- Twitter is ideal for spreading ideas quickly across diverse networks and reaching out to people you don’t know. Hashtags, @mentions and curated lists help organise the volume. Be concise, be human, be topical, converse.
- LinkedIn provides credible connections and content. Build/search profiles, pages and groups, share across professional networks and recommend people and resources within a community.
- Facebook is more informal and visual and offers more personal interactions through pages and "personal professional" accounts.
- YouTube helps express and share via video through high quality resources or something shot on a smartphone in the moment. Keep it short, interesting and share it – don’t underestimate a talking head with something worth saying.
You can plan/schedule key content once a week and check into your social media accounts for a few minutes twice a day (using a smartphone) to respond to comments or highlight (retweet/share) something interesting.
Profiles are important. They may be one of the first things others look at. Craft your profile before you start using a tool in earnest (the best way to learn is to look for others who do it well and copy their ideas). LinkedIn profiles offer particular credibility but in the end it’s the content and expression people will judge you on.
Sorry, are you ignoring me? One of the biggest mistakes is to overshare and not pay any attention to what is coming back. If people are commenting, contradicting or replying, it’s both polite and sensible to respond. It’s the online equivalent of having two ears and one mouth for a reason.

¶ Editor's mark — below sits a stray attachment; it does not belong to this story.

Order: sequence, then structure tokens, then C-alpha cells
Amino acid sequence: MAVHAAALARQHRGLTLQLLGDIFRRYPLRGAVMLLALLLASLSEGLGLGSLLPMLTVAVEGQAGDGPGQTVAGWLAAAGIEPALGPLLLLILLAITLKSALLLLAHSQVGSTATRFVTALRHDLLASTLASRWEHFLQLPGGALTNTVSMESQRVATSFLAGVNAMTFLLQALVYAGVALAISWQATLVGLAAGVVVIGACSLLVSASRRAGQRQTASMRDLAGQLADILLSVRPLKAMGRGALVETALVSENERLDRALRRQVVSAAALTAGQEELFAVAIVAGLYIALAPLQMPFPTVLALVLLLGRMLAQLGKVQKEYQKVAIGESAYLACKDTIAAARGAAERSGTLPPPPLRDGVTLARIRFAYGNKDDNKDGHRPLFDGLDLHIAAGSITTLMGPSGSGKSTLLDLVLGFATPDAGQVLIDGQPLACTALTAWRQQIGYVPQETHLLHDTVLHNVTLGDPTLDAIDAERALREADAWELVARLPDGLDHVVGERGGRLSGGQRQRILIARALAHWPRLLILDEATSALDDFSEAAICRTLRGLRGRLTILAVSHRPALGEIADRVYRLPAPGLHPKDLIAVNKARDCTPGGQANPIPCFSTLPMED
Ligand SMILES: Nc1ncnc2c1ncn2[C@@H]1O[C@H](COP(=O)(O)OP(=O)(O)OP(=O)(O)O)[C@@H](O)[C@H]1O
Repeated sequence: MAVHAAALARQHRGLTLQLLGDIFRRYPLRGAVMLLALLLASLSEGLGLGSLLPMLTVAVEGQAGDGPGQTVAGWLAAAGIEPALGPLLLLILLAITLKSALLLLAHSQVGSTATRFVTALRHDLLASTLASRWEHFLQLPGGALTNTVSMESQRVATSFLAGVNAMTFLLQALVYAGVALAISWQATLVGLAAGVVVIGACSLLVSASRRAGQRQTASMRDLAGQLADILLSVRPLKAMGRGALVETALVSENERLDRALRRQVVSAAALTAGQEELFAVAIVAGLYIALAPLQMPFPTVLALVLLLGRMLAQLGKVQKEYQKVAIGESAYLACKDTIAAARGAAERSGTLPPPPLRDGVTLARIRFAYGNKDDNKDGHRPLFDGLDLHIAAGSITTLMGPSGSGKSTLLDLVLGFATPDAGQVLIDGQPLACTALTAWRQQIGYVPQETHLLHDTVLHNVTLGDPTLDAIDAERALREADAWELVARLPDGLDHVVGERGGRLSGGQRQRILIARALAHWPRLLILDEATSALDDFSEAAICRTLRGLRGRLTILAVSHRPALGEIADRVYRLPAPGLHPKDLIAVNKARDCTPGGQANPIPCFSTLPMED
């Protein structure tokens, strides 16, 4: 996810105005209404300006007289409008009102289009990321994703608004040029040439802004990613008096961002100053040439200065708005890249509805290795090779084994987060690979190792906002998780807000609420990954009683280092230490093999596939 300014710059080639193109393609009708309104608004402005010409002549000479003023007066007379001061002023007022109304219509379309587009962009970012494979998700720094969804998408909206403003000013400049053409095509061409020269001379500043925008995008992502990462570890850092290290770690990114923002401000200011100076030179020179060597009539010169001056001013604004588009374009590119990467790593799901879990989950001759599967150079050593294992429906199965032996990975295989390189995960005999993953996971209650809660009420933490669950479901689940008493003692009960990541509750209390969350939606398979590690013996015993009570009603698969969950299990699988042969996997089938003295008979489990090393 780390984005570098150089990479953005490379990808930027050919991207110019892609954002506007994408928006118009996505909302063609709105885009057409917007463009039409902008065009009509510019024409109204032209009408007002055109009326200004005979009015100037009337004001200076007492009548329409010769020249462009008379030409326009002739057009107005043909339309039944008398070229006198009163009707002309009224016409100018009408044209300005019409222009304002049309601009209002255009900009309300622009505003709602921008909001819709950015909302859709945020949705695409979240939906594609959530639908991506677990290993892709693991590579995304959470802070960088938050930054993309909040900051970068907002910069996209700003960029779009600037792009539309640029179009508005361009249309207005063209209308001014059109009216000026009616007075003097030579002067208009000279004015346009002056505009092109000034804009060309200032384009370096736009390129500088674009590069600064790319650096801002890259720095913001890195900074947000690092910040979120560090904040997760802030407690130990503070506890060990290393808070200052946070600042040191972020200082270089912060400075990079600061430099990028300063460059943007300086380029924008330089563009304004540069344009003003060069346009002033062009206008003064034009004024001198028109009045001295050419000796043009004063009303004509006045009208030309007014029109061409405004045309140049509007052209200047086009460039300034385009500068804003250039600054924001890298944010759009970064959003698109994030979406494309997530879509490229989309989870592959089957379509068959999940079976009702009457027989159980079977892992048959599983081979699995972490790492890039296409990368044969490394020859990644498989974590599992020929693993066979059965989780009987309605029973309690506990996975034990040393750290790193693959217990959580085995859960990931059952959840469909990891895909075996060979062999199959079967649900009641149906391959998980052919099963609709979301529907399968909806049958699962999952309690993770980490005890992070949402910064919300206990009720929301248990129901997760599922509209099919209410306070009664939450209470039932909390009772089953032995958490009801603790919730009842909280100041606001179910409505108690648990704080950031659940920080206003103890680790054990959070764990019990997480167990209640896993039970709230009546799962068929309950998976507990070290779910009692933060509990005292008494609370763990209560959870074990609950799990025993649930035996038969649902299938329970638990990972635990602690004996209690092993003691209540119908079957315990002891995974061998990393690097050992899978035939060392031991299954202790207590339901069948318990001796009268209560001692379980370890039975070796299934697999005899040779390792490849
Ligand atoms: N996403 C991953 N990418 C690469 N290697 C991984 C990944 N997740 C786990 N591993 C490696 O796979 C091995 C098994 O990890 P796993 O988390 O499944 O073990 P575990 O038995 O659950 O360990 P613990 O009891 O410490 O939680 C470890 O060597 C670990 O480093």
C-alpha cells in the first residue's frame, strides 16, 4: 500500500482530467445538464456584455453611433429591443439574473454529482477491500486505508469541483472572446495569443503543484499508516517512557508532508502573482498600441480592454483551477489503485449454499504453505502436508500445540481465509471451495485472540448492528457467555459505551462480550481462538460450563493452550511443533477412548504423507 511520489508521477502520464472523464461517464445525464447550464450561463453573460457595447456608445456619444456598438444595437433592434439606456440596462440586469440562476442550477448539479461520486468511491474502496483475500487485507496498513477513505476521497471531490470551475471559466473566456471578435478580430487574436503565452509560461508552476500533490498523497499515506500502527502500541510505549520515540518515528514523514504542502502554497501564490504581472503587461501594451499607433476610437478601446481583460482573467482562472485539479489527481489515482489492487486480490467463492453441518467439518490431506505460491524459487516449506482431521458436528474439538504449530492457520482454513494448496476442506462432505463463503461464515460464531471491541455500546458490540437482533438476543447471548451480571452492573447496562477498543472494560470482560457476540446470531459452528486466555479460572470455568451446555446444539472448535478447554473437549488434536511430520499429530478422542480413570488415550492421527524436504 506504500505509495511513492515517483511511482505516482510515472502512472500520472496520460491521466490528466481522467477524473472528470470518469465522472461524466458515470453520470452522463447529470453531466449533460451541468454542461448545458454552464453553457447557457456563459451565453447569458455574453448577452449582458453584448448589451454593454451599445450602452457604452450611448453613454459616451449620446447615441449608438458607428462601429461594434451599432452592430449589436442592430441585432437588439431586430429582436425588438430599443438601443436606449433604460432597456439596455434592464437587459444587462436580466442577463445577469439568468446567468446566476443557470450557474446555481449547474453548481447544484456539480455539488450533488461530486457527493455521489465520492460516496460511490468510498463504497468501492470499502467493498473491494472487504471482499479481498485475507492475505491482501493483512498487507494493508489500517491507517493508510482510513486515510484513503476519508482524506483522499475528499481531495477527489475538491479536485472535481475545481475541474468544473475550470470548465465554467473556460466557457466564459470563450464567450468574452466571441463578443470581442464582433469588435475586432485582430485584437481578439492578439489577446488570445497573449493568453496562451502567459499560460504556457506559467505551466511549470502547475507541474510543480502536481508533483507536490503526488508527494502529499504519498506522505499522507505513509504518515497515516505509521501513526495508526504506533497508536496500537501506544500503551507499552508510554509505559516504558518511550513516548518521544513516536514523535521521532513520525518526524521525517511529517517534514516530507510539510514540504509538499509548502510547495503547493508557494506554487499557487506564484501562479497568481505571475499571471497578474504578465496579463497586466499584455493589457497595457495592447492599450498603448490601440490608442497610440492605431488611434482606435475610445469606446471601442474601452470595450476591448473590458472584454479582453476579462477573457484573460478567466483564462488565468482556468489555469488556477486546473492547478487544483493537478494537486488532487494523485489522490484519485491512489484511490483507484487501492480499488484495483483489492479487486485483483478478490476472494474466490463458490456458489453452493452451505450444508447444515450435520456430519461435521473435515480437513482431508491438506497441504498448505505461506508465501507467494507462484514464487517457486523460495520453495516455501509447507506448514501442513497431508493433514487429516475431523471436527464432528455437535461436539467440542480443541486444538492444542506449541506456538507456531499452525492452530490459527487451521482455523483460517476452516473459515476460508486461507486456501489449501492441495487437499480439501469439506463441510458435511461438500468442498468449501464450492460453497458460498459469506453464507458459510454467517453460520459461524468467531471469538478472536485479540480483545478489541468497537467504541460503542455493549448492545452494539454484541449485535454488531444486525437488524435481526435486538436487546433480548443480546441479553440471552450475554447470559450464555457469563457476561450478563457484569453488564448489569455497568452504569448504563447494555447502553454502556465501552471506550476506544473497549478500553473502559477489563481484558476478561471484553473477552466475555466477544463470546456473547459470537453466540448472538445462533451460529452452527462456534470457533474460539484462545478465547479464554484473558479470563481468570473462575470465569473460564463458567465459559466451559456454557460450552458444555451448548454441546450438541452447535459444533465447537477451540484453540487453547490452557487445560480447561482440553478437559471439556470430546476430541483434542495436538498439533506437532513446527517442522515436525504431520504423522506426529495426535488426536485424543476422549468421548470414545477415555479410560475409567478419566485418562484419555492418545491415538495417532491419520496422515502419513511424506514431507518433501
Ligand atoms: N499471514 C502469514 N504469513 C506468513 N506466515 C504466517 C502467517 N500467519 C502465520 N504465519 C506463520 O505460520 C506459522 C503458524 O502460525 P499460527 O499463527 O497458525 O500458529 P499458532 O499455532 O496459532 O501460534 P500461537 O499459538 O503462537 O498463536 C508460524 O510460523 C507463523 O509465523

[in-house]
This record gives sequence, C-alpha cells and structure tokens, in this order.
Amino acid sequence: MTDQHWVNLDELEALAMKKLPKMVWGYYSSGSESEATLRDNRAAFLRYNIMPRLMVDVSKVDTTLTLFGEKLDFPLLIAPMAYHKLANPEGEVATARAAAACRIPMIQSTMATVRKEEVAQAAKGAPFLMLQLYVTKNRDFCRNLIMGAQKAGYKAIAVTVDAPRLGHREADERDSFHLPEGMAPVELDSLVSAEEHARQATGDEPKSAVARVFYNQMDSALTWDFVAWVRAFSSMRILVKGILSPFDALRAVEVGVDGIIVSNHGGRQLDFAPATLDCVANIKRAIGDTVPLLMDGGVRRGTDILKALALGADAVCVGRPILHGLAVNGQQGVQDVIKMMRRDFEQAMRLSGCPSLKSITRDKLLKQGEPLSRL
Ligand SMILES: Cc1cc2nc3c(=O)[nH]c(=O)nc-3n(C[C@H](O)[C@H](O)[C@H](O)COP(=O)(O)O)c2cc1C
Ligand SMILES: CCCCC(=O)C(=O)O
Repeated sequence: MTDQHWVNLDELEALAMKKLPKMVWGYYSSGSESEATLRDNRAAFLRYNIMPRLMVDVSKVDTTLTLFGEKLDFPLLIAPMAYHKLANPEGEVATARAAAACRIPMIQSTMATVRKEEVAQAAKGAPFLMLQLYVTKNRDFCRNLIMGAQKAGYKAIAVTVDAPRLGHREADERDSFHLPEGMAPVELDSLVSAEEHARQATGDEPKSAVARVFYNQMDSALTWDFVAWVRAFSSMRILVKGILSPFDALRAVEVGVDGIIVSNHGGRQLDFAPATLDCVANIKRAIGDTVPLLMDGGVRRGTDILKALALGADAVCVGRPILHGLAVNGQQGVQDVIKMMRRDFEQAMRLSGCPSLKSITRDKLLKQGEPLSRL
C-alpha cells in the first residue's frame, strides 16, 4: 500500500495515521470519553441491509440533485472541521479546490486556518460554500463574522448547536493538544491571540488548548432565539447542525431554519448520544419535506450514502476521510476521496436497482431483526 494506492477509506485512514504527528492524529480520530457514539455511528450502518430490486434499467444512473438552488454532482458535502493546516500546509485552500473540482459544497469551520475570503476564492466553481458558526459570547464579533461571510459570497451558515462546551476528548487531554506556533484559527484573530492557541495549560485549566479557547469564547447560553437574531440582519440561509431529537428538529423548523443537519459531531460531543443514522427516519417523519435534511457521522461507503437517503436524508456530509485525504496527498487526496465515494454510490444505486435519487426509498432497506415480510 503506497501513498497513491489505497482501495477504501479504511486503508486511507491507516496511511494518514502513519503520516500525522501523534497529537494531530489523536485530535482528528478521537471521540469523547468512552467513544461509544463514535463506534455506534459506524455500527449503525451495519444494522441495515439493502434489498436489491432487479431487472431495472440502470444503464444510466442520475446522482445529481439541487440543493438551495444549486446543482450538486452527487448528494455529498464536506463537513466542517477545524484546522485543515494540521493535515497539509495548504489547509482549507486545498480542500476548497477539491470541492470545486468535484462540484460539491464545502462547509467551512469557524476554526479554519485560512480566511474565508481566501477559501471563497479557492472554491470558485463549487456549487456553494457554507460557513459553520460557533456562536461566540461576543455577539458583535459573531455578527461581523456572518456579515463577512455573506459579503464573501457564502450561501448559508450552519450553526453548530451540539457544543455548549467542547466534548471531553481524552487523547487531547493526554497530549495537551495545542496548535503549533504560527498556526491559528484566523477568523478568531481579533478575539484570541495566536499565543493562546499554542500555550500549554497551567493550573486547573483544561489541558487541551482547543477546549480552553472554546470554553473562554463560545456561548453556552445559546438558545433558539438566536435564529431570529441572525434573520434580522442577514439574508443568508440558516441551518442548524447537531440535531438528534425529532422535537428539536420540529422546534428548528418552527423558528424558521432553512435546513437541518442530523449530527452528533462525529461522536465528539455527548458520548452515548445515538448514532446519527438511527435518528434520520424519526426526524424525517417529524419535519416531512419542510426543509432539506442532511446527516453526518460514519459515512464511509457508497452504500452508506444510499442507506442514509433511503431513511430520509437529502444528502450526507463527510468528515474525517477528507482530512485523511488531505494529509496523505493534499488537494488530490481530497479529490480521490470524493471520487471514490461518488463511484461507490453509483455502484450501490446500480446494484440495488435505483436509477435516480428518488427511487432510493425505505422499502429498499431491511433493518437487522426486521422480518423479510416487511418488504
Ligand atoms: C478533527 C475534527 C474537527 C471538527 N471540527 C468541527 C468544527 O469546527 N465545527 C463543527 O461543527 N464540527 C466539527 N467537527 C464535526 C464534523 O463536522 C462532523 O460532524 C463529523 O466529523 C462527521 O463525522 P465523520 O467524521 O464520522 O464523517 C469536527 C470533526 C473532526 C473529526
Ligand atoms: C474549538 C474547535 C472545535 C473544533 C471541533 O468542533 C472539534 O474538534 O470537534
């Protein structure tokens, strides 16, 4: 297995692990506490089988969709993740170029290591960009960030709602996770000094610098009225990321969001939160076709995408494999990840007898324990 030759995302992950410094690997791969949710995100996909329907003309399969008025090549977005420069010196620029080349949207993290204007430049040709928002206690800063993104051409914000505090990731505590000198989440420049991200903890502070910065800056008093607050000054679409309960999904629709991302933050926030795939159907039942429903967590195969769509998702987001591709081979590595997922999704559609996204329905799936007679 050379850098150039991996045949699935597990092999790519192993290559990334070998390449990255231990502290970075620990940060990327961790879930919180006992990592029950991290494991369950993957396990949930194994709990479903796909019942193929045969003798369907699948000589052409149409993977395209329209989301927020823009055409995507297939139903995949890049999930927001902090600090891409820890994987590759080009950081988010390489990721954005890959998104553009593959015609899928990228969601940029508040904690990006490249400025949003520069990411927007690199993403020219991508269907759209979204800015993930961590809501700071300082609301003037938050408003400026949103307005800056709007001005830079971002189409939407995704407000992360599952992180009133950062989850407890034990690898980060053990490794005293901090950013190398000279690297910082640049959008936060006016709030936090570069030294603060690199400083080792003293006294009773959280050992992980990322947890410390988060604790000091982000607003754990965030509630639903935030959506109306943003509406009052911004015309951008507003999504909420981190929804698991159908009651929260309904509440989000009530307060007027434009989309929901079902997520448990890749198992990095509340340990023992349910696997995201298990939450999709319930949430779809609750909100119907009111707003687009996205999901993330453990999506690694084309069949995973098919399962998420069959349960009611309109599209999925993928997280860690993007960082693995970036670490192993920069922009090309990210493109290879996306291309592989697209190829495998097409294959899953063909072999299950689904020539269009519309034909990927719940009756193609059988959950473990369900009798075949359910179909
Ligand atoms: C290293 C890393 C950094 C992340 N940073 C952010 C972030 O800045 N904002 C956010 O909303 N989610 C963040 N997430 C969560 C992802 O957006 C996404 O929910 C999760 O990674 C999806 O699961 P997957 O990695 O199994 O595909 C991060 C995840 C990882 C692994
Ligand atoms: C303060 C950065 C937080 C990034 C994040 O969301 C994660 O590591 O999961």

Deeper connections come in time. Start with a single post/tweet or simple LinkedIn profile. Listen, comment, and share. Be proactive, follow but also engage – connect and get to know stakeholders by engaging them in conversation. Use the keyword search function of your chosen tool to find relevant content and connections - searching for keywords, individual names and organisations will cut through volume and make and enhance the right connections faster.
Am I making a difference?
Your time is valuable so use it wisely but it will take time to build a following and develop engagement so don’t judge yourself too harshly. Key metrics to look out for include (i) number of followers/connections, (ii) number of retweets/replies/comments/shares and (iii) whether it makes any difference in the face to face world, e.g. increased awareness and takeup of services.
Beware the unintentional serious damage of one ill-timed or ill-judged comment: (i) never post/tweet anything you wouldn’t want to see on the front page, (ii) think how you might be interpreted, (iii) publish and be damned. You’re judged on everything you say anyway – the internet is no different.
Identify key players and engage them in conversation. Share and support and cheer others on – create meaningful interactions, much as you would face to face. Listen and be proactive in your responses.
Social media is a key engagement platform for your charity. Offering your individual trustee perspective provides another angle. It complements existing communications and relationship building and gives you a chance to tell (and hear) more of the story more of the time.